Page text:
Given some $$f(x)$$, what’s the taylor series of $$f(x)^p$$ for some real $$p$$ around $$x=0$$? One can always calculate derivatives by hand, but we’d present a more intuitive method.

For the sake of simplicity, we will assume that $$f(x)>0$$ on a small ball around $$x=0$$. The idea is that we express $$f(x)^p = f(0)(1+h(x))^p$$ for some $$h(x)$$ derived from the taylor series of $$f(x)$$. Then we use the taylor series of $$(1+x)^p$$ around $$x=0$$ to deduce the taylor series of $$f(x)^p$$. Even though this sounds abstract, this might be what you are used to doing unconciously anyways.

Example: What’s the taylor series of $$\cos^2 x$$? We know that $$\cos x = 1 - \frac{x^2}{2} + O(x^4).$$ From binomial expansion we also know $$(1+x)^2 = 1+2x+x^2.$$ So

\begin{align*} \cos^2 x &= \left(1-\tfrac{x^2}{2} + O(x^4)\right)^2 \\ &= \left(1-\tfrac{x^2}{2}\right)^2 + O(x^4) \\ &= 1 - x^2 + O(x^4). \\ \end{align*}

We were able to simplify $$(1-\tfrac{x^2}{2} + O(x^4))^2$$ into $$(1-\tfrac{x^2}{2})^2 + O(x^4)$$ because any cross term that involves $$O(x^4)$$ is going to be $$O(x^4)$$.

This is evidently quicker than finding the first and second derivative of $$\cos^2 x$$ at $$x=0$$.

Example: What’s the taylor series of $$\frac{1}{\cos x}$$? From geometric series, we know that $$\frac{1}{1-x} = 1 + x + x^2 + O(x^3)$$. So

\begin{align*} 1/{\cos x} &= 1/(1 - (\tfrac{x^2}{2} + O(x^4))) \\ &= 1/(1-\tfrac{x^2}{2}) + O(x^4) \\ &= 1 + \tfrac{x^2}{2} + O(x^4). \end{align*}

We were able to simplify $$1/(1 - \tfrac{x^2}{2} + O(x^4))$$ into $$1/(1-\tfrac{x^2}{2}) + O(x^4)$$ for a similar reason to the previous example. Any cross term involving $$O(x^4)$$ in the geometric series is going to be of $$O(x^4)$$ and can be ignored.

We could’ve reasonbly guessed this expression from the previous example as $$\cos x \tfrac{1}{\cos x} = 1$$ and $$(1+\tfrac{x^2}{2})(1-\tfrac{x^2}{2}) = 1 + O(x^4)$$.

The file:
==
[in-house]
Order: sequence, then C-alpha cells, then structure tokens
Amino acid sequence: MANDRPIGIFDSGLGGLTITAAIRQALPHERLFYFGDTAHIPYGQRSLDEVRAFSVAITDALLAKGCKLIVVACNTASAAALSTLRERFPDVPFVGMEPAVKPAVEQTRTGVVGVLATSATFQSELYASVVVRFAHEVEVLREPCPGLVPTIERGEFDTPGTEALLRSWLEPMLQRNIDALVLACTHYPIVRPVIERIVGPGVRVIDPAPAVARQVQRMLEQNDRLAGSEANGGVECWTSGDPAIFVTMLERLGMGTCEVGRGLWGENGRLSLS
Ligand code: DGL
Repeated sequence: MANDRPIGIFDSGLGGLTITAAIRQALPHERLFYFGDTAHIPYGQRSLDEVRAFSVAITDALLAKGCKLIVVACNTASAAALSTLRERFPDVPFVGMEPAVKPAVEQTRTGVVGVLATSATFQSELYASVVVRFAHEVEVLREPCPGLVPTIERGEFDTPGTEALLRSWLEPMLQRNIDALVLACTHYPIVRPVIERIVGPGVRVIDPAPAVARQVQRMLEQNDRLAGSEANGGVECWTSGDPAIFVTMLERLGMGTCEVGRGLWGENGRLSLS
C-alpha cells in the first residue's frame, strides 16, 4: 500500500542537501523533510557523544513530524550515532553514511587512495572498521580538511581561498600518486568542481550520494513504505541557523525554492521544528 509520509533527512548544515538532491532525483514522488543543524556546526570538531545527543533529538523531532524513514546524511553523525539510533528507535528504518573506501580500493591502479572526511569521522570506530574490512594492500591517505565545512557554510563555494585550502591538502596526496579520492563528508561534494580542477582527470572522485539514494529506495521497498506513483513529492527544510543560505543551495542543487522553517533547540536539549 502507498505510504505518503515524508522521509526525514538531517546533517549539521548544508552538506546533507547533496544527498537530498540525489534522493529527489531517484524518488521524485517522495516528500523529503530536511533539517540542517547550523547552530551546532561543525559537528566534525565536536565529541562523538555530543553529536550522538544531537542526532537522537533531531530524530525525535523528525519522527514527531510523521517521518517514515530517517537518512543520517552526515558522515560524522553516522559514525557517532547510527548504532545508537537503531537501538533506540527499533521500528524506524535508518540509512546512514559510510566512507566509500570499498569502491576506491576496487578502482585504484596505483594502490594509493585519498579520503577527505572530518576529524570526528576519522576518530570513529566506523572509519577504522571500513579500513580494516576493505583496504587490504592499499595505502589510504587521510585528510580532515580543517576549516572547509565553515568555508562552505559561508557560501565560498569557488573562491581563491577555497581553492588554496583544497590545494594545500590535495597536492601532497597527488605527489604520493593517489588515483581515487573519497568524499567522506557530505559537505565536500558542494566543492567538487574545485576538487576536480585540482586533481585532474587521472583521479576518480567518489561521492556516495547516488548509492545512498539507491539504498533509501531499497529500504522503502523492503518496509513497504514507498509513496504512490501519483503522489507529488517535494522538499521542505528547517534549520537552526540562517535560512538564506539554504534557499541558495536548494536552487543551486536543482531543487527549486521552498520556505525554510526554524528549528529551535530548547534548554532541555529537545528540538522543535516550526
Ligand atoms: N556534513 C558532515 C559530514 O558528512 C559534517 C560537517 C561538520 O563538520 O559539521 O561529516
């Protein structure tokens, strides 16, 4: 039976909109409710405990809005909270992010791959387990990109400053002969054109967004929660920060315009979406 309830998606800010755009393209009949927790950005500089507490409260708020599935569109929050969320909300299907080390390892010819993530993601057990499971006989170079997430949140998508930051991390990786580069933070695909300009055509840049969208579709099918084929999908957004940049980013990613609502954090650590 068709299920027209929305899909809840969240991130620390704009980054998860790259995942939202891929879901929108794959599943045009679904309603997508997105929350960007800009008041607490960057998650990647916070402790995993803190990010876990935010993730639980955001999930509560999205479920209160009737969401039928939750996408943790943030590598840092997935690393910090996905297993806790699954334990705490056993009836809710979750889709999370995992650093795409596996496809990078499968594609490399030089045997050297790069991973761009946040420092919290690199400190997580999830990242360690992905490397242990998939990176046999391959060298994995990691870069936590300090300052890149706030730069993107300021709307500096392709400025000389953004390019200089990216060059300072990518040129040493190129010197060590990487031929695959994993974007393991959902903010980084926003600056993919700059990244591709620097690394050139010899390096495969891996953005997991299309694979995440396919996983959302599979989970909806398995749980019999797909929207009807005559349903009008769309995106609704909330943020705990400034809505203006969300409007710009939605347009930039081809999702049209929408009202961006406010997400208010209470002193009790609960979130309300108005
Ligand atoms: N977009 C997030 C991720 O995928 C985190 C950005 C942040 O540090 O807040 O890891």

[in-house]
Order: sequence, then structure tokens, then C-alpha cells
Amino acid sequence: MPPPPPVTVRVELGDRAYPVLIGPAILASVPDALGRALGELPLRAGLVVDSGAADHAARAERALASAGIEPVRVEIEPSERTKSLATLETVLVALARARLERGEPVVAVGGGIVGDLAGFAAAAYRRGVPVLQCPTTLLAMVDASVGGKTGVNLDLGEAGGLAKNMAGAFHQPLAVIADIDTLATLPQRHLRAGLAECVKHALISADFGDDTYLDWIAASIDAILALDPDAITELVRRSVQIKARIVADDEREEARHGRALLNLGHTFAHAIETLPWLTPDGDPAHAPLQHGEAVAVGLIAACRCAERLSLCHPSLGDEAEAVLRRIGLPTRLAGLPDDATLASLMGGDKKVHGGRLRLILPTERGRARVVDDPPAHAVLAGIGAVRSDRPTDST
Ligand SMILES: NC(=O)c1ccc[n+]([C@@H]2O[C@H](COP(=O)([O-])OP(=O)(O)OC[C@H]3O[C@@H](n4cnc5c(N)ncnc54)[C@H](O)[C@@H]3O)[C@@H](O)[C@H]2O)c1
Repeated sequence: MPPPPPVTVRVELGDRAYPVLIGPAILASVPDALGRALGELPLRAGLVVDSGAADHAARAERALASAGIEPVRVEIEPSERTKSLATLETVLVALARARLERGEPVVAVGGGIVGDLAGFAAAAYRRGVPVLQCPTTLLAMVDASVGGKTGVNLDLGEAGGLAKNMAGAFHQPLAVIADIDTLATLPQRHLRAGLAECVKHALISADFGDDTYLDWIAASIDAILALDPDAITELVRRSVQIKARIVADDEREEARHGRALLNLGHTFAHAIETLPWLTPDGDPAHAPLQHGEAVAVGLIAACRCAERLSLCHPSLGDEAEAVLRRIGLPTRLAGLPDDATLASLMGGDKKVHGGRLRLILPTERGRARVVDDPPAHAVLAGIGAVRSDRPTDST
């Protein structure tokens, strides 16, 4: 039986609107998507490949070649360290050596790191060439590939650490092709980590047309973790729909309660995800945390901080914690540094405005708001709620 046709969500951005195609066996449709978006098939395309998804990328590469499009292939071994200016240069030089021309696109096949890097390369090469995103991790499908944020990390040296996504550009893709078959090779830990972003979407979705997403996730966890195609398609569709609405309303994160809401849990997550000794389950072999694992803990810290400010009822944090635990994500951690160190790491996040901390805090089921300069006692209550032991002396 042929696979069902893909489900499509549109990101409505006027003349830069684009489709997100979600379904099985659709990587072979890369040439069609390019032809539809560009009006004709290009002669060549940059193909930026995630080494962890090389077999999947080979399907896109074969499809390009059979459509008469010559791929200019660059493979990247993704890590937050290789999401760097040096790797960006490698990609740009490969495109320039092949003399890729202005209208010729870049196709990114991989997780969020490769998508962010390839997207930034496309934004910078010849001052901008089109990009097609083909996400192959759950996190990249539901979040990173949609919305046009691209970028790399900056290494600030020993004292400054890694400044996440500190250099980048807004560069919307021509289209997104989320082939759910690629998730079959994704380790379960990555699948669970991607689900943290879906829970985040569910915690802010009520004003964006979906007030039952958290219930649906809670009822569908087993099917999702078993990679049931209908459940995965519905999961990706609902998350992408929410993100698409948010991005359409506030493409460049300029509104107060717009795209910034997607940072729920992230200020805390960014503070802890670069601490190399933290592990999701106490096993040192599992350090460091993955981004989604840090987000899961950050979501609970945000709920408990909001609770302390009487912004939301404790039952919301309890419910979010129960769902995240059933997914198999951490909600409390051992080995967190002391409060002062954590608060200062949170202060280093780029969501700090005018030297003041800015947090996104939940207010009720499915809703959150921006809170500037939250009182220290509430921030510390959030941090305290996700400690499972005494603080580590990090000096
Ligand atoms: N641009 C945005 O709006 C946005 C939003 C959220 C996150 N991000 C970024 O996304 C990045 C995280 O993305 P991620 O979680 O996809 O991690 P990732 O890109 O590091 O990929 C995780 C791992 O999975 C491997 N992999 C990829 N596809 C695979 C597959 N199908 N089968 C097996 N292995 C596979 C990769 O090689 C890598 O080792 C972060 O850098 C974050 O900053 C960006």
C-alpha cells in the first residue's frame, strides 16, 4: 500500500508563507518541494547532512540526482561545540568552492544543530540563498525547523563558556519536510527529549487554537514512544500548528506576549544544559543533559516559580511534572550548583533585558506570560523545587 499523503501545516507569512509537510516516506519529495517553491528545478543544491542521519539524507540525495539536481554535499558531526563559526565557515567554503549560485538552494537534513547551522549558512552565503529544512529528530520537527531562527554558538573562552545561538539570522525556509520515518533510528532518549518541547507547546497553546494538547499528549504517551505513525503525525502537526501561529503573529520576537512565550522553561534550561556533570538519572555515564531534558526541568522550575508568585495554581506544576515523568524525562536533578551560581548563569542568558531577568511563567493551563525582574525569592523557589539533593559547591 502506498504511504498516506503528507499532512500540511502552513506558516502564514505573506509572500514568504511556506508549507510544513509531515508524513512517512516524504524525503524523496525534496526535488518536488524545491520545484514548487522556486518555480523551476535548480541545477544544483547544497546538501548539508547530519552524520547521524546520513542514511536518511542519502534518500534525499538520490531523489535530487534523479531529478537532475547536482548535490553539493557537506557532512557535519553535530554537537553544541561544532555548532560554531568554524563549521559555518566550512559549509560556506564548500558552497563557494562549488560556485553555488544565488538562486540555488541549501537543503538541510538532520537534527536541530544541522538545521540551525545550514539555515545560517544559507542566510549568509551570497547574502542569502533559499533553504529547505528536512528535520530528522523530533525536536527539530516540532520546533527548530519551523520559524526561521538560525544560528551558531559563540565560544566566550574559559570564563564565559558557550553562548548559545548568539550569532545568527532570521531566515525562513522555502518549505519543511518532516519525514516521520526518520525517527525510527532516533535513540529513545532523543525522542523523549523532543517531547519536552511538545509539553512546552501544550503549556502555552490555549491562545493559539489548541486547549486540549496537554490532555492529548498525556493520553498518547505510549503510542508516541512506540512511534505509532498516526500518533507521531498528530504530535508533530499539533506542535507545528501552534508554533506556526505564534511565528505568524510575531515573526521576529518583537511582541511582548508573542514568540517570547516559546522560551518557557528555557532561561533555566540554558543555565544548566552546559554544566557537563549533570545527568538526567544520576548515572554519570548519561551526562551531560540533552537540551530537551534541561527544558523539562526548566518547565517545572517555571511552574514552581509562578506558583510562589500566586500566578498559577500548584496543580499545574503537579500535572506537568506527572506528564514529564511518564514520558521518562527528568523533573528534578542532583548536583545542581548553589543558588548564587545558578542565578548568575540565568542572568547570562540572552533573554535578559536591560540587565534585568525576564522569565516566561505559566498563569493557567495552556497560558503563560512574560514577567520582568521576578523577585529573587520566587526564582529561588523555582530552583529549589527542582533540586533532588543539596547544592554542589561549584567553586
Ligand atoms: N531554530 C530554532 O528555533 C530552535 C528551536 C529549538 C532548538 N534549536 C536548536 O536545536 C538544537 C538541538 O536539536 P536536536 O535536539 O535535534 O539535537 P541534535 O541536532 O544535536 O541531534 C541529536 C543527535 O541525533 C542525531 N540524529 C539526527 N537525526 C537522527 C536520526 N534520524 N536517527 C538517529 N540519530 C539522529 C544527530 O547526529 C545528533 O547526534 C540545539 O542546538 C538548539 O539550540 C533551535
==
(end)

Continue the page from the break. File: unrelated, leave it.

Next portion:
Non-integer exponents

We will make use of the following. Let $$p$$ be a real number. Then for $$x \in (-1, 1)$$, then the taylor series of $$(1+x)^p$$

$(1+x)^p = 1 + px + \tfrac{p(p-1)}{2!}x^2 + \tfrac{p(p-1)(p-2)}{3!}x^3 + \dots$

Intuitively we can deduce the above by repeatedly taking derivatives of $$(1+x)^p$$ and evaluating it at $$x=0$$ (Similar to calculating expectations from probability generating functions).

If $$p$$ is an integer, the above reduces to the binomial theorem. For example,

\begin{align*}(1+x)^3 &= 1 + 3x + \tfrac{3(3-1)}{2!} x^2 + \tfrac{3(3-1)(3-2)}{3!}x^3 + \dots \\ &= 1 + 3x + 3x^2 + x^3. \end{align*}

With this at hand, we can deduce even more taylor series.

Example: What’s the taylor series of $$\sqrt{\cos x}$$? We now know that $$\sqrt{1+x} = 1 + \tfrac{1}{2}x + O(x^2)$$. So

\begin{align*} \sqrt{\cos x} &= \sqrt{1-\tfrac{x^2}{2} + O(x^4)} \\ &= \sqrt{1-\tfrac{x^2}{2}} + O(x^4) \\ &= 1 - \tfrac{x^2}{4} + O(x^4). \\ \end{align*}

Example: What’s the taylor series of $$1/\sqrt{\cos x}$$? We now know that $$1/\sqrt{1+x} = 1 - \tfrac{1}{2}x + O(x^2)$$. So

\begin{align*} 1/\sqrt{\cos x} &= 1/\sqrt{1-\tfrac{x^2}{2} + O(x^4)} \\ &= 1/\sqrt{1-\tfrac{x^2}{2}} + O(x^4) \\ &= 1 + \tfrac{x^2}{4} + O(x^4). \\ \end{align*}

We could’ve reasonbly guessed this expression from the previous example as $$\sqrt{\cos x} \frac{1}{\sqrt{\cos x}} = 1$$ and $$(1+x^2)(1-x^2) = 1 + O(x^4)$$.

You may find the general Leinbiz rule interesting. We can also formulate the taylor series of $$(1+x)^p$$ using Gamma functions.

Going further

More generally one can ask what the taylor series of $$f(g(x))$$ around $$x=0$$. Again we can get an explicit formula by calculating derivatives using the product rule, but for most cases better methods apply. Again we will assume $$f(x), g(x) > 0$$ on a ball around $$x=0$$.

Example: What’s the taylor series of $$\cos\left(\cos x\right)$$ around $$x=0$$? We have

\begin{align*} \cos\left(\cos x\right)&= \cos\left(1 - \tfrac{x^2}{2} + O(x^4)\right). \\ \end{align*}

Evidently we need the taylor series of $$\cos x$$ around $$x=1$$. We can compute that $$\cos(1+x) = \cos(1) - \sin(1) x + O(x^2)$$. As such

\begin{align*} \cos\left(\cos x\right)&= \cos(1) + \sin(1) \tfrac{x^2}{2} + O(x^4). \\ \end{align*}

In essence, you can deduce the chain rule using taylor series. Given $$f(g(x))$$, we can taylor expand it around some $$x=a$$. We will make use of two taylor series—The taylor series of $$g(x)$$ around $$x=a$$ and the taylor series of $$f(x)$$ around $$x=g(a)$$.

\begin{align*} g(a+x) &= g(a) + g'(a)x + O(x^2), \\ f\left(g(a)+x\right) &= f(g(a)) + f'(g(a))x + O(x^2). \end{align*}

Hence

\begin{align*} f(g(x+a)) &= f\left(g(a) + g'(a)x + O(x^2)\right) \\ &= f\left(g(a) + g'(a)x\right) + O(x^2) \\ &= f(g(a)) + f'(g(a))g'(a)x + O(x^2). \end{align*}